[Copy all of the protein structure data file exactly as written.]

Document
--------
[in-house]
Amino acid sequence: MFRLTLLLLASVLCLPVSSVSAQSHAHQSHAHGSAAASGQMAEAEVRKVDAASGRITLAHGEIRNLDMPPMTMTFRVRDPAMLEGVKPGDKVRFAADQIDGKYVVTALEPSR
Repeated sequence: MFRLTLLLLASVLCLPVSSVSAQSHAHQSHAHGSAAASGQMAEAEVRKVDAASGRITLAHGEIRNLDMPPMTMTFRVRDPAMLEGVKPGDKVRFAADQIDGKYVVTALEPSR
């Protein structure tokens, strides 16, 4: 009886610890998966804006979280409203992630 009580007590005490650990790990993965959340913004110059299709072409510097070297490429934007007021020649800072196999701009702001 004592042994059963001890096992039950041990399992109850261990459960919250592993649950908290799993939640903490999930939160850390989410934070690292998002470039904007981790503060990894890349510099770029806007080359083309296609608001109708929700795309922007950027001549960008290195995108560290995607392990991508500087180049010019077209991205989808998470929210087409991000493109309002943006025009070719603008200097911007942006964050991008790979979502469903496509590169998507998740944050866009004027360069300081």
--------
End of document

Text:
[in-house]
Amino acid sequence: MFRLTLLLLASVLCLPVSSVSAQSHAHQSHAHGSAAASGQMAEAEVRKVDAASGRITLAHGEIRNLDMPPMTMTFRVRDPAMLEGVKPGDKVRFAADQIDGKYVVTALEPSR
Repeated sequence: MFRLTLLLLASVLCLPVSSVSAQSHAHQSHAHGSAAASGQMAEAEVRKVDAASGRITLAHGEIRNLDMPPMTMTFRVRDPAMLEGVKPGDKVRFAADQIDGKYVVTALEPSR
């Protein structure tokens, strides 16, 4: 009886610890998966804006979280409203992630 009580007590005490650990790990993965959340913004110059299709072409510097070297490429934007007021020649800072196999701009702001 004592042994059963001890096992039950041990399992109850261990459960919250592993649950908290799993939640903490999930939160850390989410934070690292998002470039904007981790503060990894890349510099770029806007080359083309296609608001109708929700795309922007950027001549960008290195995108560290995607392990991508500087180049010019077209991205989808998470929210087409991000493109309002943006025009070719603008200097911007942006964050991008790979979502469903496509590169998507998740944050866009004027360069300081």